General Motors headquarters in Detroit. (Photo: Linda Parton/Shutterstock.com)

A complaint alleging General Motors Financial Company Inc. abridged several employee protection laws is proceeding to federal court in Miami.

Judge Ursula Ungaro of the U.S. District Court for the Southern District of Florida was assigned on Thursday to the lawsuit brought by Jose Hernandez against GM. The case, which was initially filed in Miami-Dade Circuit Court in October 2018, accuses the multinational car corporation of violating the Family Leave and Medical Leave Act, the Americans with Disabilities Act and the Age Discrimination in Employment Act.  It has now been removed to the U.S. District Court for the Southern District of Florida.

“Because plaintiff alleges federal claims under the ADA, ADEA, and the FMLA, this action is within the original federal question jurisdiction of the United States District Court,” the motion for removal to federal court said.

Requests for comment from Miami litigator Paul Penichet, GM’s defense attorney in the case, were not returned by deadline. Michelle Malcho, director of communications for Buick and GMC, also did not respond by press time.


Read the filing: 


According to the complaint, Hernandez was fired from his position with GM as dealer account executive of the Southeastern region on Aug. 2, 2017. Although the plaintiff had spent 16 years with the company and received accolades for his achievements, he was also troubled by substance abuse issues and mental health problems, according to his filing. Following an April 2017 crash that damaged his company vehicle, Hernandez began regularly receiving treatment from a physician through GM’s Employee Assistance Program.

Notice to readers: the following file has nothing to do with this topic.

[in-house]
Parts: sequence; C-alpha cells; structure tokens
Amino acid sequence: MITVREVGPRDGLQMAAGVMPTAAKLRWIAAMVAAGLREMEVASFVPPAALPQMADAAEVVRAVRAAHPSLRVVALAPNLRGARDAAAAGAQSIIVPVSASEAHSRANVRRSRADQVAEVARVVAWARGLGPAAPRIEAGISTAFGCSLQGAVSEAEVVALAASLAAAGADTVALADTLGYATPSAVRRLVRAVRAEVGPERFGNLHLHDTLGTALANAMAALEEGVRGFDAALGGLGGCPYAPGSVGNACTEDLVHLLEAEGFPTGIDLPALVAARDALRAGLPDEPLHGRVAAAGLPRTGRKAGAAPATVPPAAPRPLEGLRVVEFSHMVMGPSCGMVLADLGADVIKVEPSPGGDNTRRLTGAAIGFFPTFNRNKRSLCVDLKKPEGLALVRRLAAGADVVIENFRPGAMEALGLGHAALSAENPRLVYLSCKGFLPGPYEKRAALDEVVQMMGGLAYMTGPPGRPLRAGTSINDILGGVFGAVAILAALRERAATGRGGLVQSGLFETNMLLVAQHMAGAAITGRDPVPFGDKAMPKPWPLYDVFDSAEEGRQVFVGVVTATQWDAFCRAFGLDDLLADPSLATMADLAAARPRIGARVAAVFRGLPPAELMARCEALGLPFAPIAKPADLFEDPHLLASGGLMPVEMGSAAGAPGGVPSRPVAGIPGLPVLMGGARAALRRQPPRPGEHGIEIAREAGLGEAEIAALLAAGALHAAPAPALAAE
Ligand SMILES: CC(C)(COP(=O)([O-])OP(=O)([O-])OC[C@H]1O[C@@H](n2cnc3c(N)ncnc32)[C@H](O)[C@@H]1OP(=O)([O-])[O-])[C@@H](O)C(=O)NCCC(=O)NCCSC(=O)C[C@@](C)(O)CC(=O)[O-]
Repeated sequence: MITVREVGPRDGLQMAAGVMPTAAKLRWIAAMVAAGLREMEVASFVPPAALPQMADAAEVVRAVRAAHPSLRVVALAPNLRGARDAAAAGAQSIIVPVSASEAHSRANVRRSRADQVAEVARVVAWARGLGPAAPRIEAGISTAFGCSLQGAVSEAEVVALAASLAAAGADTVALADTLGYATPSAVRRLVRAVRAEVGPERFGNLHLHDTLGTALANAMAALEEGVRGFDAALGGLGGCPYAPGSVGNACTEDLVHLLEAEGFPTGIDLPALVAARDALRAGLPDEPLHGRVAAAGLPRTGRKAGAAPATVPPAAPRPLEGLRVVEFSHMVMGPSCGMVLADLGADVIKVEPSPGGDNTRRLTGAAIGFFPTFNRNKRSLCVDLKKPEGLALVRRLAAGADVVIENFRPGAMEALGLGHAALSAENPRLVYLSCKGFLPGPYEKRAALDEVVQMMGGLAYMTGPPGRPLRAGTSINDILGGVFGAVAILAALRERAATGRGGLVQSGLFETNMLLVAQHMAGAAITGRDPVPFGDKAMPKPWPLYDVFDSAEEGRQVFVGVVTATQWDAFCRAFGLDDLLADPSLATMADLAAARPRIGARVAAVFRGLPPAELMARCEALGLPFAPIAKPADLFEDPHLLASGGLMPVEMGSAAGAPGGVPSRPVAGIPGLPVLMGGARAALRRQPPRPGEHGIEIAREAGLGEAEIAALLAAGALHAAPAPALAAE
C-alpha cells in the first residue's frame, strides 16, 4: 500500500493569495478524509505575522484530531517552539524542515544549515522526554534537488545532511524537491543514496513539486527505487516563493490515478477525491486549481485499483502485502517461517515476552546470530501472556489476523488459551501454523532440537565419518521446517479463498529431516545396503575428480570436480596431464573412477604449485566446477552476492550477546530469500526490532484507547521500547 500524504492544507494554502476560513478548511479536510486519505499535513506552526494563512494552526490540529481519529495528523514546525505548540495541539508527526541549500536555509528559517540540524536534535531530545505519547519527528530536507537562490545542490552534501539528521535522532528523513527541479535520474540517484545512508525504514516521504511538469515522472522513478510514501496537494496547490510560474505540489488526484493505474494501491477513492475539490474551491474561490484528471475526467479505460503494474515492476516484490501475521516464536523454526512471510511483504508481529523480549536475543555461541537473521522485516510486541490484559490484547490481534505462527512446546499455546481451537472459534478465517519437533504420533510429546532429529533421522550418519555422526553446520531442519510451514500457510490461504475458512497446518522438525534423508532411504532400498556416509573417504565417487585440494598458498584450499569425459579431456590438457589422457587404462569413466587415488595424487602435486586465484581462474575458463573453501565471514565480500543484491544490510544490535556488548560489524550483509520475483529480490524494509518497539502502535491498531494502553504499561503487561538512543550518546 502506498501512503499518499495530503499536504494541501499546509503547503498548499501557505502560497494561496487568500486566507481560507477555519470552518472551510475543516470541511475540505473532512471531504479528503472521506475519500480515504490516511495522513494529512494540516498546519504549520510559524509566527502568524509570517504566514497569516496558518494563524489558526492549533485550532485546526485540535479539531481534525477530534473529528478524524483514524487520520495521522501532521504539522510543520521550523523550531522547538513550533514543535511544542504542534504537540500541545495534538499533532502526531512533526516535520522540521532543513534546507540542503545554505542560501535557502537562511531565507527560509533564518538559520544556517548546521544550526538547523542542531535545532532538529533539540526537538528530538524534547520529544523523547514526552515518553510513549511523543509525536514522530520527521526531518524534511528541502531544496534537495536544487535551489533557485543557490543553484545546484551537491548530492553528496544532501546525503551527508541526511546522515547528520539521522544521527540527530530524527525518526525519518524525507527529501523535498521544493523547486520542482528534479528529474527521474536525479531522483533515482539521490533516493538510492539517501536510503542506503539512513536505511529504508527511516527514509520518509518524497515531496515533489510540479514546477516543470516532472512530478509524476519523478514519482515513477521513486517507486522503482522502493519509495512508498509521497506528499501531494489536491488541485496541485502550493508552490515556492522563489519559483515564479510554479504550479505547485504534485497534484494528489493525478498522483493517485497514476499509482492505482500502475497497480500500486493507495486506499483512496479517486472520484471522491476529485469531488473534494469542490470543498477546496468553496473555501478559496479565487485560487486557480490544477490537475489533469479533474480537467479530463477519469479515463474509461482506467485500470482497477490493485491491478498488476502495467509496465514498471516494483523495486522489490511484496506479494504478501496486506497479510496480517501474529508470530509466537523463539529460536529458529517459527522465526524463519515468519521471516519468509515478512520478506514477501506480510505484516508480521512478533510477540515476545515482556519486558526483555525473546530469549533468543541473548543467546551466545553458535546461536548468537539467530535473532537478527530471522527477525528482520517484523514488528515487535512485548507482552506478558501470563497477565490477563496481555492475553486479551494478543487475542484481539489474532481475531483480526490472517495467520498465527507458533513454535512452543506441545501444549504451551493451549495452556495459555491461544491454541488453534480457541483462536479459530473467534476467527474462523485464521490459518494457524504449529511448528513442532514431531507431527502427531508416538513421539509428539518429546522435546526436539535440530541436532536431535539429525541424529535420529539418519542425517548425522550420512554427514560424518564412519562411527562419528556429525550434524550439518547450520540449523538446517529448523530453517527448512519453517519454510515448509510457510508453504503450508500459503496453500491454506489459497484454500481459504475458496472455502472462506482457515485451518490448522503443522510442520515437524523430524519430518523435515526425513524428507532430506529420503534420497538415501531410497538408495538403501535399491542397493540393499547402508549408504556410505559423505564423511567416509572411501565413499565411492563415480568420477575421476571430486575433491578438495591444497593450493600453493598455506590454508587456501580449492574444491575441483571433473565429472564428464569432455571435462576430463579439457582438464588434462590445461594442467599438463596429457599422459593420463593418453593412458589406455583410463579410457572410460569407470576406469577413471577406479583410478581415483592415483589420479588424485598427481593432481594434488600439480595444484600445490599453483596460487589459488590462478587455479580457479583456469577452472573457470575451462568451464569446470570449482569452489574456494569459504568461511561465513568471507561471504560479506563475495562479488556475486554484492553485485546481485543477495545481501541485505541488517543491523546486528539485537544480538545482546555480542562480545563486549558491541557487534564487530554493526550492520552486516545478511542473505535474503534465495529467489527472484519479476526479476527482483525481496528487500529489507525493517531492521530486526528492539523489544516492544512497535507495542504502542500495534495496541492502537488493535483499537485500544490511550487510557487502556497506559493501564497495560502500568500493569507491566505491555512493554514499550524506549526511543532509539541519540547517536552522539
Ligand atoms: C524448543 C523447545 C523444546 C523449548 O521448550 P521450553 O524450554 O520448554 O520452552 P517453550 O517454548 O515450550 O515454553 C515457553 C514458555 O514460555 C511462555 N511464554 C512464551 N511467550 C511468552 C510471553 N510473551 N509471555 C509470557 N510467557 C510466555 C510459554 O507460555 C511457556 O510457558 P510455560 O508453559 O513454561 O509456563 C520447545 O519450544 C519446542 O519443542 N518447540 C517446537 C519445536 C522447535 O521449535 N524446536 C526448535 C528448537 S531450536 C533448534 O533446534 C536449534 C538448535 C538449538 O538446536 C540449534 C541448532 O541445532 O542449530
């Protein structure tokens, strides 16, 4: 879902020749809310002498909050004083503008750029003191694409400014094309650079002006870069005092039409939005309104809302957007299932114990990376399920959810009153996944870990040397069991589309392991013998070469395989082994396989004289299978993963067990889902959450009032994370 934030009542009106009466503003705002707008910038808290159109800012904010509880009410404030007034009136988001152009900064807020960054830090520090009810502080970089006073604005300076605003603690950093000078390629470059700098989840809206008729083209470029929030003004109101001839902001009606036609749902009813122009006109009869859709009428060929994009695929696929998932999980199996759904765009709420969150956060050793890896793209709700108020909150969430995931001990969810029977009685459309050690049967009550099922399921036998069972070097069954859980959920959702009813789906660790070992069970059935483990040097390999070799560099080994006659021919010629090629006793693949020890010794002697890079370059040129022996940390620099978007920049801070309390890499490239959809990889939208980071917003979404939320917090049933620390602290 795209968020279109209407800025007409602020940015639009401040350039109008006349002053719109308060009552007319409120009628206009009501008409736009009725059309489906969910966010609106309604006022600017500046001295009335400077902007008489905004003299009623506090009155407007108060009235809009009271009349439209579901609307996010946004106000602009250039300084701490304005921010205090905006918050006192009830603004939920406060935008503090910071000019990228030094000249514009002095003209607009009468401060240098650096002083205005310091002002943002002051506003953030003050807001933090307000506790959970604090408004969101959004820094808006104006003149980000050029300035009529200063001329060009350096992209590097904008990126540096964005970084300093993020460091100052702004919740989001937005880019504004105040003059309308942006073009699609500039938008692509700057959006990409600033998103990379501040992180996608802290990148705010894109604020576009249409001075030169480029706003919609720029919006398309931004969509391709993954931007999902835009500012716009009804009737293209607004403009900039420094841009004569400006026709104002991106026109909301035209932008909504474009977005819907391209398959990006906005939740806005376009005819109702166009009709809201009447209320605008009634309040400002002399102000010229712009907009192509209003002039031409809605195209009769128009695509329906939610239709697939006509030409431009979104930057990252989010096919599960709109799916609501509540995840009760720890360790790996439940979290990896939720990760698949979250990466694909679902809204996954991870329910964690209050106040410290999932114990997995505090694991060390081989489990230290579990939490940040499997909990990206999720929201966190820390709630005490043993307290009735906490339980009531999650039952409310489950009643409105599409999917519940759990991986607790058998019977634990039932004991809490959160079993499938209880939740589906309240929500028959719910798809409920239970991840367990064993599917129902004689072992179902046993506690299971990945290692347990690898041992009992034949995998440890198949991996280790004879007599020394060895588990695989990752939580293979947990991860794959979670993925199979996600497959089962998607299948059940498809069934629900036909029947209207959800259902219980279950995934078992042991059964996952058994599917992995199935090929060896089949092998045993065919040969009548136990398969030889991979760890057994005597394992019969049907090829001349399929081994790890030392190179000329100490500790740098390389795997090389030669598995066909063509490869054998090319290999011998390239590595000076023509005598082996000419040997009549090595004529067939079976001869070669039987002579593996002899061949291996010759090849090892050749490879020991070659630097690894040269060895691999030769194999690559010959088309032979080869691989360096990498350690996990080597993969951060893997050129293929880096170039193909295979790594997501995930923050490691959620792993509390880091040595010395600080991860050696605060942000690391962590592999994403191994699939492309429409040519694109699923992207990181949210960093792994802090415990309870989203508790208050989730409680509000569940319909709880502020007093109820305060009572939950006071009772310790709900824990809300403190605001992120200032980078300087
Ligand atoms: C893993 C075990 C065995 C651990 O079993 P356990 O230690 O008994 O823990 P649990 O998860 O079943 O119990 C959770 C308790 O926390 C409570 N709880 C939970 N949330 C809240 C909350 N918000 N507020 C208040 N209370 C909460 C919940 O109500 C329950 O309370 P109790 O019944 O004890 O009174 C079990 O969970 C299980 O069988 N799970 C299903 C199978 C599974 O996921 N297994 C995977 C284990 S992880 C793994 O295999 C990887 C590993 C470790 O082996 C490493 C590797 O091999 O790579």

Hernandez’s suit claims he was fired shortly after requesting time off, and confiding his struggles in Grace Mininberg, GM’s vice president of human resources. After Mininberg suspended the plaintiff on July 24, 2017, she then fired him via a phone call nine days later on Aug. 2.

Along with the charges GM failed to accommodate Hernandez’s conditions, the complaint also contends the “Defendant’s decisions to retaliate against and ultimately suspend and terminate Plaintiff were motivated by and based upon Plaintiff’s disclosure of … disabilities and requests for medical leave.”

Neither of Hernandez’s listed attorneys—Alexander Thomas Harne and Christopher Stearns Jr. with Fort Lauderdale law firm Johnson Anselmo Murdoch Burke Piper & Hochman—replied to requests for comment by deadline.

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